1 March 2003 Setting Tolerances
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Abstract
This PDF file contains the editorial “Setting Tolerances” for OE Vol. 42 Issue 03

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In most optical designs a lot of time and energy is put into aberration reduction. Somewhat less time goes into designing the mounting for the system. Whatever time is left (usually because of deadlines, not very much) is given over to tolerancing. And let’s face it, tolerancing bears little of the attraction that the search for the optimum merit function has. It is much like filling out the paperwork after an exciting archeological dig.

And yet…we can’t do without it. The problem is: what is a reasonable tolerance for all the dimensions in a system? It is a problem not easily given over to a computer to solve. At least I know of no programs that can determine the critical and noncritical dimensions of a system and set the tolerances appropriately, while estimating the incremental cost to specify a particular tolerance. It just ain’t easy.

But if tolerancing is difficult in optics, assigning tolerance limits in real life is even harder. How much harassment should a woman in the workplace have to tolerate? How large can the pay difference be between a man and a woman or persons of different ethnic backgrounds and races? How much bullying should teachers or playground monitors tolerate before they step in and protect someone? These are difficult issues to decide, but there is an approach, called zero tolerance, that is simple, straightforward, and wrong-headed!

Fortunately, in the field of optical design, there is no such thing as zero tolerances, because the precision with which a piece can be fabricated is finite, as is the budget that must be expended to produce it. Even if we could produce such pieces, the assembly, adjustment, and operation of the device would be hard, if not impossible. The parts would bind and wear and create heat.

In everyday life, however, this is exactly what zero tolerancing does. The establishment of tolerance guidelines means that someone will have to interpret and apply them in actual situations. They have to judge whether this behavior or amount of forbidden material (knives, drugs, skin, etc.) is subject to the rules that have been laid down. Invoking zero tolerance solves these problems. It substitutes a rule that requires no thought for rational judgment and analysis. The rationale behind this is that it relieves the legislators of having to provide guidance for the public and administrators from taking responsibility for the training and actions of their employees. It makes lawsuits disappear (“Hey, we treat everyone this way….”) and in the end makes life miserable for everyone. The only tolerance left is ours.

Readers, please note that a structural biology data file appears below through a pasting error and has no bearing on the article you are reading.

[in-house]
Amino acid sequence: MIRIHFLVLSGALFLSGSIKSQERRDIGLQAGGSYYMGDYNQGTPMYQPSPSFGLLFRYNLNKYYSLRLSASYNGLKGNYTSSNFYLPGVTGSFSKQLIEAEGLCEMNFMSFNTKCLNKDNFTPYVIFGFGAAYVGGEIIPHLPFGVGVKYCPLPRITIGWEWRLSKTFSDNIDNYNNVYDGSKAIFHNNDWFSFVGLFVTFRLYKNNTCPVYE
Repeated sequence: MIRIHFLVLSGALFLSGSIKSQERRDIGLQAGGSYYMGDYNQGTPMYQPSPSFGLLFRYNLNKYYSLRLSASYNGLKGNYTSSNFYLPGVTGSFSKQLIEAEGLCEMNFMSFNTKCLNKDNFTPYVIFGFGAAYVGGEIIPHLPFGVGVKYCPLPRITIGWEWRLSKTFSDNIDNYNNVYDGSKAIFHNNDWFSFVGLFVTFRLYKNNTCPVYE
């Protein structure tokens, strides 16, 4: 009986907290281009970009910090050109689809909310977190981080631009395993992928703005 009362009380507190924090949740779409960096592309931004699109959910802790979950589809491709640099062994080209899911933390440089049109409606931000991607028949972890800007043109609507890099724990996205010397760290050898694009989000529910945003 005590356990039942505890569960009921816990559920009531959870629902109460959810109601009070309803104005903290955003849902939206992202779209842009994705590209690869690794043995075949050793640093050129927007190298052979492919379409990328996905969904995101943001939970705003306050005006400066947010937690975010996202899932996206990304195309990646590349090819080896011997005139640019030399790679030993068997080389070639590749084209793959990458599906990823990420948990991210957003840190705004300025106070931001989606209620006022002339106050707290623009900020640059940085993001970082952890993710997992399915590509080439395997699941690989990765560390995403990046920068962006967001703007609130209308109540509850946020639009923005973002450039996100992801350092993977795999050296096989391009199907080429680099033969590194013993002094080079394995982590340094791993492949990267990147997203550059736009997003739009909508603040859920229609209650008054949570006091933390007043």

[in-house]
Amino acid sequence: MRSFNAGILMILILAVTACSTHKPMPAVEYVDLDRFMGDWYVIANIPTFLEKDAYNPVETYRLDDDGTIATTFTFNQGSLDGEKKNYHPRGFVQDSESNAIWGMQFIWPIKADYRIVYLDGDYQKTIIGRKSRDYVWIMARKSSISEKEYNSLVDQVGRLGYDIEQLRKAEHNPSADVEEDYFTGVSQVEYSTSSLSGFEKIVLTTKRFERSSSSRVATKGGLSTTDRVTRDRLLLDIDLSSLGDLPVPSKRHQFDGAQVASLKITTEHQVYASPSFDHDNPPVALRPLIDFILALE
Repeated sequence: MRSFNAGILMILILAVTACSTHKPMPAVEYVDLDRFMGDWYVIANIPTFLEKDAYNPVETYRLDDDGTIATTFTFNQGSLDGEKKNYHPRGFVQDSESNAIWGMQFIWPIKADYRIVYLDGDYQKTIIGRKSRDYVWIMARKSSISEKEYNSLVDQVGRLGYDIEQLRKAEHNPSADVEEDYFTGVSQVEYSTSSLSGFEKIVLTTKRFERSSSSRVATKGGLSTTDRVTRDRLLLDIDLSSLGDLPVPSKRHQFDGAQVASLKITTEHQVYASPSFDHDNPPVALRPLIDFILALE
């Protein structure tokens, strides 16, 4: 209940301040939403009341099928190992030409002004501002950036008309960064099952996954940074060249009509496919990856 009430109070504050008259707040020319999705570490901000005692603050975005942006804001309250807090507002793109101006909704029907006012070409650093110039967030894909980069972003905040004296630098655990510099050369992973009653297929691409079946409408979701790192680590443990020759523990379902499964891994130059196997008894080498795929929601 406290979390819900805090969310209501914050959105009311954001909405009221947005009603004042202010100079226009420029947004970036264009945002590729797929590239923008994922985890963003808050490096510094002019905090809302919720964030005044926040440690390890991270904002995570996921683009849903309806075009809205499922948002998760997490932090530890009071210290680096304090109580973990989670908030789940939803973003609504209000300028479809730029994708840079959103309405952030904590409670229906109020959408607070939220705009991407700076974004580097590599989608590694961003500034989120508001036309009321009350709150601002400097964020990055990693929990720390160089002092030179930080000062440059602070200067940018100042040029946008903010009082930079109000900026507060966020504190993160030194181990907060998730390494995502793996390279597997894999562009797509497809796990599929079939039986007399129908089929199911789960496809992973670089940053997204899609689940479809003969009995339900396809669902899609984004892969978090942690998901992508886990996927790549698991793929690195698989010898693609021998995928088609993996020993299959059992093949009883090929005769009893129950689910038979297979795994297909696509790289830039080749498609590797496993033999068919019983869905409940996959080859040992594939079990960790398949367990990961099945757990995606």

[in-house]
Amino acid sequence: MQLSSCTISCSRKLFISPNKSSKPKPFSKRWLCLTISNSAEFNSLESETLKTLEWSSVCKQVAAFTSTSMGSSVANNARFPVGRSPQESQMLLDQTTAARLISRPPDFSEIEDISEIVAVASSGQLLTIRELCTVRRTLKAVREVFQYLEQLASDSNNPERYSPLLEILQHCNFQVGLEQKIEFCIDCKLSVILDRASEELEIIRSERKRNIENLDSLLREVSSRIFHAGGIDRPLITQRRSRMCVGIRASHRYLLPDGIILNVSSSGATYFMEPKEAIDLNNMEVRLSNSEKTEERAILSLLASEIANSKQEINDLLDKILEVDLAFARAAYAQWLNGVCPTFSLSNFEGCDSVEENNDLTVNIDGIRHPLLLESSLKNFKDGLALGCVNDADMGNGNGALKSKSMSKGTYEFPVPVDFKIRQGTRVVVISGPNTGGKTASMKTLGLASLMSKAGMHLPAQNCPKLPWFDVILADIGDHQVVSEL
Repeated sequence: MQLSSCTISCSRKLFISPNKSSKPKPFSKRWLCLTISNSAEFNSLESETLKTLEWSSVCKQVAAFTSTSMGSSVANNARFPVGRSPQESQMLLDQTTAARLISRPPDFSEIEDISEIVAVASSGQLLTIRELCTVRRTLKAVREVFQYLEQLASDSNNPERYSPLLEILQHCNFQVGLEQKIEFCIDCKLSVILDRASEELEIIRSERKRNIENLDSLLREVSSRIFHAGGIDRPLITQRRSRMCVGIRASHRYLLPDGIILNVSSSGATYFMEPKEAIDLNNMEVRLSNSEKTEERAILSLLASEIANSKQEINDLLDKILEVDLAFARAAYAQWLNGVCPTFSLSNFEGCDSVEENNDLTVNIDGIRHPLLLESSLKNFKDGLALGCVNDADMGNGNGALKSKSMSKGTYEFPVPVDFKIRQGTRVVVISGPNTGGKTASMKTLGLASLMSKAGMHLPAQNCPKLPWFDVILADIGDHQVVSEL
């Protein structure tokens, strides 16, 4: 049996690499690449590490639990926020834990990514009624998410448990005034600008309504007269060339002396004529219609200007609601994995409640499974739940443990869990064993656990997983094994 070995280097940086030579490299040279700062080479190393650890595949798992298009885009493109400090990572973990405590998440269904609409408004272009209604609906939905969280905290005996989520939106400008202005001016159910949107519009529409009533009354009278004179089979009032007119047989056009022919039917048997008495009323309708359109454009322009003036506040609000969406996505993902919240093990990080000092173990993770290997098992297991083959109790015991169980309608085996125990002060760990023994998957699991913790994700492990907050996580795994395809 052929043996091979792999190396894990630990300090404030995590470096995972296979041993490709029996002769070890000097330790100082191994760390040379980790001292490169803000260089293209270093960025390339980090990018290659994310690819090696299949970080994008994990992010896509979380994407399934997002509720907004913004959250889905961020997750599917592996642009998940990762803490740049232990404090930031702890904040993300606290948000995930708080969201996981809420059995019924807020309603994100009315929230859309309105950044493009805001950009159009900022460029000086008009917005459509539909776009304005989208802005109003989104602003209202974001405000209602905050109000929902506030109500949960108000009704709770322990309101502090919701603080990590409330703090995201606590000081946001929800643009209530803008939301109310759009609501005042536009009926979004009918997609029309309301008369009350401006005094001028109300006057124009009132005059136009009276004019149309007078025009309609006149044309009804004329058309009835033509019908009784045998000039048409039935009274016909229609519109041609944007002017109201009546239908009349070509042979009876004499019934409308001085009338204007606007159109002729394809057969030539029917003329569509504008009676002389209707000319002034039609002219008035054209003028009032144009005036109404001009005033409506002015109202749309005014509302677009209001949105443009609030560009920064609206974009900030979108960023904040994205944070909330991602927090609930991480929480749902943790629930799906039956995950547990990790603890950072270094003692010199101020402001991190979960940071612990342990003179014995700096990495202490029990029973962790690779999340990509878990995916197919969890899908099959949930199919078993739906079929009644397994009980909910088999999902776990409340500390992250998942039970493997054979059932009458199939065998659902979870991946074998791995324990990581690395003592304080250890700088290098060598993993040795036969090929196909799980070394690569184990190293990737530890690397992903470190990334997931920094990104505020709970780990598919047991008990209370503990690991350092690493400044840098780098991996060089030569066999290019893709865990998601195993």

Has our life been made better by zero tolerancing? Not that I can tell. The papers report a constant series of episodes of violations of zero tolerancing. A student is suspended from school because he left a sickle in his car that he had been using to help someone clear brush before school. Another student is suspended because a plastic sword used to spear cocktail olives was found in her purse. Little old ladies are patted down and their luggage searched a second time at the departure gate in an airline terminal.

In these and many other cases, rules are substituted for judgment and common sense. My wife tells me that at a meeting of a hospital nursing administration, a committee was formed to lay out specific steps for various procedures that are performed by the nursing staff. When my wife protested that they were not needed, because the evaluation of such situations was what her faculty taught their students in the Nursing School, she was told that they didn’t want the staff to think.

I don’t know whether to attribute zero tolerancing to laziness on the part of the rule makers or to the effect of maintaining political correctness for all judgments made by one human being on another. But whatever the case, the only certain defense is sufficient giggling in the most ludicrous cases to embarrass the powers-that-be into fudging the sentence and reinstating the offender. Will it ever get better? Probably. But not with the repeal of any zero tolerance rules. Humans are adaptable critters and eventually the people have to put a zero and some numbers after the decimal point. With time, those who might have blown the whistle will have to consider the consequences of their judgments—like the giggles.

But for now, it would appear, we will have to just tolerate it.

© (2003) Society of Photo-Optical Instrumentation Engineers (SPIE)
Donald C. O'Shea, Donald C. O'Shea, } "Setting Tolerances," Optical Engineering 42(3), (1 March 2003). https://doi.org/10.1117/1.1562173 . Submission:
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